Anger, denial, and cardiovascular reactivity in postmenopausal women
AuthorBrown, Raymonde Ann
AdvisorDennis, Karen E.
MetadataShow full item record
AbstractCoronary heart disease (CHD) is the leading cause of death for women in the United States. The relationship between anger and cardiovascular reactivity, studied extensively in men, indicates that anger may be a contributing factor in the development of CHD. Only recently has research suggested that anger also may increase the risk of CHD in women. The purpose of this study was to examine the combined effects of anger and denial on cardiovascular responses to mental stressor tasks and CHD risk factors in postmenopausal women. Eighty postmenopausal women (58 +/- 5 years old, mean + SD) participated in the study. A median split on trait anger and denial was used to classify subjects into three groups: (1) low anger/low denial; (2) low anger/high denial; and (3) high anger/low or high denial. Mental stressors given to the women were speech and anger recall tasks. CHD risk factors included cholesterol (CHOL), triglycerides (TG), high-density lipoprotein (HDL-C), low-density lipoprotein (LDL-C) body mass index (BMI), and waist-hip ratio (WHR) At baseline WHR (0.80 +/- 0.10), CHOL (201 +/- 33), TG (125 +/- 56), HDL-C (56 +/- 16), and LDL-C (119 +/- 31) were with in normal limits. BMI (29 +/- 8) indicated obesity. Repeated measures analysis of variance revealed statistically significant (P < .05) changes in heart rate and systolic and diastolic blood pressure from baseline to each stress task, however there were no significant differences between the groups. The speech task precipitated a greater heart rate change than the anger recall task. A significant change in both negative and positive affect accompanied the cardiovascular changes, but the groups did not differ on CHD risk factors. Anger and denial may be part of a complex pattern of psychological vulnerability to CHD risk and disease end-points. If cardiovascular reactivity is the mediating mechanism, then women may be at increased risk. Continued efforts toward refining the relationship of anger and denial and its biological impact will contribute to a better understanding of women's coronary-prone behavior association with CHD.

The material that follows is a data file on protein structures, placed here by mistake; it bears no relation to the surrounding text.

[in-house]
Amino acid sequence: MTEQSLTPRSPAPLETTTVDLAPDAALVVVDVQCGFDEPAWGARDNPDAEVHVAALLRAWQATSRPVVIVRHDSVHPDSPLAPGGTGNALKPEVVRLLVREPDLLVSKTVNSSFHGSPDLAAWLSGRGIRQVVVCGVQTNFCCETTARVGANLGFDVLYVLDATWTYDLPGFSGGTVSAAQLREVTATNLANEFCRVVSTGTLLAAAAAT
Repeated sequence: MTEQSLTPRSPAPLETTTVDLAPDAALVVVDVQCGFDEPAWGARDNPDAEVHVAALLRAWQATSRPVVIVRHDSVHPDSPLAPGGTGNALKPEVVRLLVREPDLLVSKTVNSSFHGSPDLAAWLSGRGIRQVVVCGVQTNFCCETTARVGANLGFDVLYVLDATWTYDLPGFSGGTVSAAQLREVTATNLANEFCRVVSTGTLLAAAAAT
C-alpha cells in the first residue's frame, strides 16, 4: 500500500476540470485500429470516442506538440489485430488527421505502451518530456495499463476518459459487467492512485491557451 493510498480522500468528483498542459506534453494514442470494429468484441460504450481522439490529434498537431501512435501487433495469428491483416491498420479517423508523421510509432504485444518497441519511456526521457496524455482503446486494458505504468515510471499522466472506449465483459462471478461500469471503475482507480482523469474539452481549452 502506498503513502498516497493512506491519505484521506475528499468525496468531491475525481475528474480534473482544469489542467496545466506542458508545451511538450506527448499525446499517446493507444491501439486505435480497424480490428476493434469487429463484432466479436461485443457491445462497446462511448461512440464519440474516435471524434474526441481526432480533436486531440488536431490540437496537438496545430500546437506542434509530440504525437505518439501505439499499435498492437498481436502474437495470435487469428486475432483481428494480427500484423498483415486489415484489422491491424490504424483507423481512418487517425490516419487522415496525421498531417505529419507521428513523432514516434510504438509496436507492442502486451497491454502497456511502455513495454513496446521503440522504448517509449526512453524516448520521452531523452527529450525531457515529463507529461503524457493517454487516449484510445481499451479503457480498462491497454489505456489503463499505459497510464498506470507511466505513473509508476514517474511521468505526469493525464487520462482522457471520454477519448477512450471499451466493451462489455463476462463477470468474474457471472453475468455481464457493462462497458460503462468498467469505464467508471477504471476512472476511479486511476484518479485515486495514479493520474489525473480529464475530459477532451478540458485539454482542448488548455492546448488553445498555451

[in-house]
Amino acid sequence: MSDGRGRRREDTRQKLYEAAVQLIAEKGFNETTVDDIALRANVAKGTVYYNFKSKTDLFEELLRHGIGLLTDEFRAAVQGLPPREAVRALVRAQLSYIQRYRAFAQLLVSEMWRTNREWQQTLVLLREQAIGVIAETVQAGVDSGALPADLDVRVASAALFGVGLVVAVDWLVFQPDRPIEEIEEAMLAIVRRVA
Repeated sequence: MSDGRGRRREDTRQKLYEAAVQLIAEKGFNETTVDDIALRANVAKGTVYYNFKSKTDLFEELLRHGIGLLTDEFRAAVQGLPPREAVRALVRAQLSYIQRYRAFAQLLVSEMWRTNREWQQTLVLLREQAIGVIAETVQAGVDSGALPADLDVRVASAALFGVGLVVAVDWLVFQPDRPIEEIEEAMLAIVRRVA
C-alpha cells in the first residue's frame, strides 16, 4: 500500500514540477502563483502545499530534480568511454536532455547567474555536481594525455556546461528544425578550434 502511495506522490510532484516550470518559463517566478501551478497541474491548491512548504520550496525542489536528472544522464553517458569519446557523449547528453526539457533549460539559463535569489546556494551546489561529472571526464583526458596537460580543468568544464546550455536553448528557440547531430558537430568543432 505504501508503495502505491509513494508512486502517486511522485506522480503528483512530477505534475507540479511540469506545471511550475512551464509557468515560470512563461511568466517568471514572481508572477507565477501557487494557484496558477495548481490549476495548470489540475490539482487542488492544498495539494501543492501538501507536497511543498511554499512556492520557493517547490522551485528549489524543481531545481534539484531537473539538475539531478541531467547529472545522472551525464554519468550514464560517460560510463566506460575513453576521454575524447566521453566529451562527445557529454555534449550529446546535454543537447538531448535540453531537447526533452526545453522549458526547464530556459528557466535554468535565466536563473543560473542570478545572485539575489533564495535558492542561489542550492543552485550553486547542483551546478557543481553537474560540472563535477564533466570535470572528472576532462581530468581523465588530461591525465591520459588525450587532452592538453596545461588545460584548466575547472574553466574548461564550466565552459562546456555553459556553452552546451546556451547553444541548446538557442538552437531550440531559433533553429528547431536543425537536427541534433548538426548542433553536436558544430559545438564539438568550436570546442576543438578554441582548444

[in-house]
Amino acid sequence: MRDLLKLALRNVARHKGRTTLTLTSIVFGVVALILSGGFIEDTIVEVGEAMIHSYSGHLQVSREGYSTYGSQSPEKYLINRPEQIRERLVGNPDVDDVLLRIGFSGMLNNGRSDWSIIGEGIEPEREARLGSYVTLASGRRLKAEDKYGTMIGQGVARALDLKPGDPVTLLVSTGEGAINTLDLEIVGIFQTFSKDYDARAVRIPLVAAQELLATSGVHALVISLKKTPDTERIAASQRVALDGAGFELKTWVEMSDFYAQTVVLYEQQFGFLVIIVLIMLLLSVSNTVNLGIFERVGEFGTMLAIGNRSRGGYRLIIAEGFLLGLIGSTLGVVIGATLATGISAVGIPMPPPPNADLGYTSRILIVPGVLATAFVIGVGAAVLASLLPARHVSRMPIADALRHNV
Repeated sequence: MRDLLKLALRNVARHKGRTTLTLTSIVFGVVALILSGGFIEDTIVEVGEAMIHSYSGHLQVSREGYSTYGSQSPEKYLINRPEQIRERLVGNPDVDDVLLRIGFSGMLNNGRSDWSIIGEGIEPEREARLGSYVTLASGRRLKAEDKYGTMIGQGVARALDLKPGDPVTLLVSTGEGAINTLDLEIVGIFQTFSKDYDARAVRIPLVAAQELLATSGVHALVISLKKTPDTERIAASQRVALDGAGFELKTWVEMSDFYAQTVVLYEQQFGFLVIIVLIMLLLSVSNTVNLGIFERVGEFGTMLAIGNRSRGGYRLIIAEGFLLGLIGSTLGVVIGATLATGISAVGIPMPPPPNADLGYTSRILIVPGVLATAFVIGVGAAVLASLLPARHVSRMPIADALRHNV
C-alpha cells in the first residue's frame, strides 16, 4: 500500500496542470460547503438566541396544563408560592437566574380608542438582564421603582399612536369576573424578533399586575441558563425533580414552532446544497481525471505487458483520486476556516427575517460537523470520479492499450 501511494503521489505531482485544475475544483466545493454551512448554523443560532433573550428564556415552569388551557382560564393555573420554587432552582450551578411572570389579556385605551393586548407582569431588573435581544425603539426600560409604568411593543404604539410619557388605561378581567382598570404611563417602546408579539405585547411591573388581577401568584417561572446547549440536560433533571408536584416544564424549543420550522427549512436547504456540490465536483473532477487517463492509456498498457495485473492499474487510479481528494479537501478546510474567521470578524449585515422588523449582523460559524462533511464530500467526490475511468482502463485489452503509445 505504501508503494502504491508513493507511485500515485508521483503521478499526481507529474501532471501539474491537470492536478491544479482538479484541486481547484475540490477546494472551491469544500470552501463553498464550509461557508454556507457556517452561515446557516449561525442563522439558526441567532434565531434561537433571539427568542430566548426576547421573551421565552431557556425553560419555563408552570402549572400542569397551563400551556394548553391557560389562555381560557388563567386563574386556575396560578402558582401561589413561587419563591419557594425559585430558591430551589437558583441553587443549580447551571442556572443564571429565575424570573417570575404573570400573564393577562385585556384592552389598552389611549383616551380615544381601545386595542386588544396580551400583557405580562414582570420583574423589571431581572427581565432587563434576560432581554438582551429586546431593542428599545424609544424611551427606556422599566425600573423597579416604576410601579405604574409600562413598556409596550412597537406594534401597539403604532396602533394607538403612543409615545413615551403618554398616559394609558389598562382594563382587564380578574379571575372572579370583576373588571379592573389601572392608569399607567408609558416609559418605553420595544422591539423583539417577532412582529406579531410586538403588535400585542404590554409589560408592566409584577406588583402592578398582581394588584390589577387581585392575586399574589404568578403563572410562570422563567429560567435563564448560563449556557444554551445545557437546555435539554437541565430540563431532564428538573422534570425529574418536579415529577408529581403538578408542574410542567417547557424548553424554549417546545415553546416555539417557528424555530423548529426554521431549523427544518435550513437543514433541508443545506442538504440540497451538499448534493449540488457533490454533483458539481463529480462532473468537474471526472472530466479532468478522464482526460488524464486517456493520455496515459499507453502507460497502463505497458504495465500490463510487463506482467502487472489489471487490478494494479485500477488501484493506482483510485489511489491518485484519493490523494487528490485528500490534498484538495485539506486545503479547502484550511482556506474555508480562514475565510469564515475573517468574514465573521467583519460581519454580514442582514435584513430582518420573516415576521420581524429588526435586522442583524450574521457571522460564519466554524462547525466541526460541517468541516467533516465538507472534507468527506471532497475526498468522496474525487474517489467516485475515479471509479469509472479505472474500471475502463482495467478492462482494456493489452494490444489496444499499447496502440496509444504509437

DescriptionUniversity of Maryland, Baltimore. Nursing. Ph.D. 1999
Health Sciences, Nursing